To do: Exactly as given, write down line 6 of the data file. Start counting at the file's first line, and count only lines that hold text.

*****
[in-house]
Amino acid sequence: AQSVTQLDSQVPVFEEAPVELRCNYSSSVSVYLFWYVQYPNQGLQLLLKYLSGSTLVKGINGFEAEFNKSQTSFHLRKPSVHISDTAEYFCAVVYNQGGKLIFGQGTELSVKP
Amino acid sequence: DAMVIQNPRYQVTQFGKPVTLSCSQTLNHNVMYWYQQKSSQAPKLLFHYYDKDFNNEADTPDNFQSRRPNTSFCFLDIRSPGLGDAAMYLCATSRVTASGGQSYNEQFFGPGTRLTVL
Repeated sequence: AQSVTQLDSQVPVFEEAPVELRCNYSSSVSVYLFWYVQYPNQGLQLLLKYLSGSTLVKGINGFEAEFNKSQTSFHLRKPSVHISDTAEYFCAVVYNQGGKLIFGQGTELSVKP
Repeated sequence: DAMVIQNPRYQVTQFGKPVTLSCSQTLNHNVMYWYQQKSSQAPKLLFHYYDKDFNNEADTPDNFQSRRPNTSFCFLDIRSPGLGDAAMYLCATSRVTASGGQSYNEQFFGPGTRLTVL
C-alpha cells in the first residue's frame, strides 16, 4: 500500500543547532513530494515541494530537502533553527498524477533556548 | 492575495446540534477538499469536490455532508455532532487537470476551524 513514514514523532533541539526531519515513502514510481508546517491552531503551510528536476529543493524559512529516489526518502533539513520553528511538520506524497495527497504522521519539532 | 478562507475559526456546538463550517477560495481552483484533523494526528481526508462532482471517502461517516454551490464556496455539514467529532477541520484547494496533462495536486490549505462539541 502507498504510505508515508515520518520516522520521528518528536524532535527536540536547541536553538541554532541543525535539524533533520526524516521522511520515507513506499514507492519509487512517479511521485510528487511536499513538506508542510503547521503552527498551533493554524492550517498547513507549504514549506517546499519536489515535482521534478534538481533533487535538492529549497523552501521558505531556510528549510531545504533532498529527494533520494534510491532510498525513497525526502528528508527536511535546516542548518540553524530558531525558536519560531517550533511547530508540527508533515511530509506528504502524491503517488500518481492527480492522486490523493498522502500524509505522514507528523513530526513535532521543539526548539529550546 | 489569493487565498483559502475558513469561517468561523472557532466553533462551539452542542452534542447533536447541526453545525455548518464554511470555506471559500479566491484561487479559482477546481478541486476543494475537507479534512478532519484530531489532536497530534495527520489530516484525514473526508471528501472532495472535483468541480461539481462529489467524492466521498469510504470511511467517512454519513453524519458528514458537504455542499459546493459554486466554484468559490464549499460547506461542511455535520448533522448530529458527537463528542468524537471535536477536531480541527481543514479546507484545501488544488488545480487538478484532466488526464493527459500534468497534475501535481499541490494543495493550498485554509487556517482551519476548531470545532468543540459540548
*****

C-alpha cells in the first residue's frame, strides 16, 4: 500500500543547532513530494515541494530537502533553527498524477533556548 | 492575495446540534477538499469536490455532508455532532487537470476551524 513514514514523532533541539526531519515513502514510481508546517491552531503551510528536476529543493524559512529516489526518502533539513520553528511538520506524497495527497504522521519539532 | 478562507475559526456546538463550517477560495481552483484533523494526528481526508462532482471517502461517516454551490464556496455539514467529532477541520484547494496533462495536486490549505462539541 502507498504510505508515508515520518520516522520521528518528536524532535527536540536547541536553538541554532541543525535539524533533520526524516521522511520515507513506499514507492519509487512517479511521485510528487511536499513538506508542510503547521503552527498551533493554524492550517498547513507549504514549506517546499519536489515535482521534478534538481533533487535538492529549497523552501521558505531556510528549510531545504533532498529527494533520494534510491532510498525513497525526502528528508527536511535546516542548518540553524530558531525558536519560531517550533511547530508540527508533515511530509506528504502524491503517488500518481492527480492522486490523493498522502500524509505522514507528523513530526513535532521543539526548539529550546 | 489569493487565498483559502475558513469561517468561523472557532466553533462551539452542542452534542447533536447541526453545525455548518464554511470555506471559500479566491484561487479559482477546481478541486476543494475537507479534512478532519484530531489532536497530534495527520489530516484525514473526508471528501472532495472535483468541480461539481462529489467524492466521498469510504470511511467517512454519513453524519458528514458537504455542499459546493459554486466554484468559490464549499460547506461542511455535520448533522448530529458527537463528542468524537471535536477536531480541527481543514479546507484545501488544488488545480487538478484532466488526464493527459500534468497534475501535481499541490494543495493550498485554509487556517482551519476548531470545532468543540459540548